- Adam Rittenberg, ESPN Staff Writer
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Derek from Madison, Wis., recently emailed in, asking:
Adam, I saw the SEC blog posted their stadium attendances. Could you do the same thing for the B1G teams? I'm curious to know how our attendances compare to theirs.
Not a problem. Here's the SEC post on the attendance figures, which are now available for the 2011 season.
Sports Business Journal recently looked at the average attendance figures for the past three seasons (2009-11). Not surprisingly, the Big Ten occupied the top two spots in average attendance in 2011 (Michigan, Ohio State), while Penn State ranked No. 4 behind Alabama.
Let's look at the three-year averages:
Some thoughts ...
Thanks to the addition of Nebraska, the Big Ten set a new attendance record in 2011 and broke the 6 million mark for the season. The league averaged 71,534 fans per game and had 39 sellouts, which rank fourth all time in league history. More than 3.4 million fans attended conference games, which surpassed the Big Ten record of nearly 3.2 million from 2010.
Despite the big numbers, only two Big Ten programs had an increase in average attendance from 2010 (Michigan and Michigan State). Iowa had the exact same average and Ohio State, Nebraska, Wisconsin and Indiana had very slight decreases from the previous season.
It will be interesting to see what happens to Penn State's attendance in 2012 following Joe Paterno's firing and the sex-abuse scandal. A lot of fans are upset about Paterno's ouster and could avoid the games. It also remains to be seen how much buzz the program will generate under new coach Bill O'Brien. Penn State's attendance has dropped in each of the past two seasons, and some attributed the 2011 drop-off to the athletic department's new ticketing program (STEP).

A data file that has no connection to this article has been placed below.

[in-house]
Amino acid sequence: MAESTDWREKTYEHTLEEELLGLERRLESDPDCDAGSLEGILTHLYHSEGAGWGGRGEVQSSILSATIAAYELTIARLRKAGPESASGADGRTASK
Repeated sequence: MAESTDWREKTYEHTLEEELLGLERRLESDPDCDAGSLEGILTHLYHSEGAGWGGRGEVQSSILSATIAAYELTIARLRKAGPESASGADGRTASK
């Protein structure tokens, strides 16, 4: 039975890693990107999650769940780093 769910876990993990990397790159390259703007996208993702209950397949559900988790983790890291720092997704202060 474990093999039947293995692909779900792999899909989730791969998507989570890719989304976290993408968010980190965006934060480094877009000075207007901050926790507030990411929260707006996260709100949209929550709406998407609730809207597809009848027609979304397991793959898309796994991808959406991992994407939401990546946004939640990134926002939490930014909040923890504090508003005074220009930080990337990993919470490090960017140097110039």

The Big Ten has more programs averaging 100,000 fans or more (3) than the SEC (1), but the SEC has more programs averaging more than 85,000 fans than the Big Ten (6 vs. 4). What's crystal clear is that the Big Ten and SEC remain the nation's two most popular conferences, and while the Big Ten has struggled to match the SEC in national championships, the Big Ten always remains a relevant league because of its fan following.
This isn't a news flash, but both Purdue and Illinois have to be concerned by these numbers. Both schools have seen significant drop-offs in football attendance. Purdue announced some initiatives to boost football attendance after awarding coach Danny Hope a contract extension, and Illinois athletic director Mike Thomas also cited declining attendance when announcing Ron Zook's dismissal as coach. Minnesota also has seen attendance decline since opening TCF Bank Stadium in 2009, although the team's struggles certainly play a role. Northwestern received an attendance bump in 2010 because of its game at Wrigley Field, so the drop-off in 2011 was expected. It's important for Northwestern to keep increasing attendance in the coming years and make sure the 2009 total never happens again.
It's interesting to look at the drop-off in attendance average between the top seven programs and the bottom five. You go from 70,000 for Iowa (No. 7) to around 50,000 for Illinois (No. 8). How much does this say about the annual expectations for Michigan, Ohio State, Penn State, Nebraska, Wisconsin, Michigan State and Iowa versus the rest of the league?
Derek from Madison, Wis., recently emailed in, asking:Adam, I saw the SEC blog posted their stadium attendances. Could you do the same thing for the B1G teams?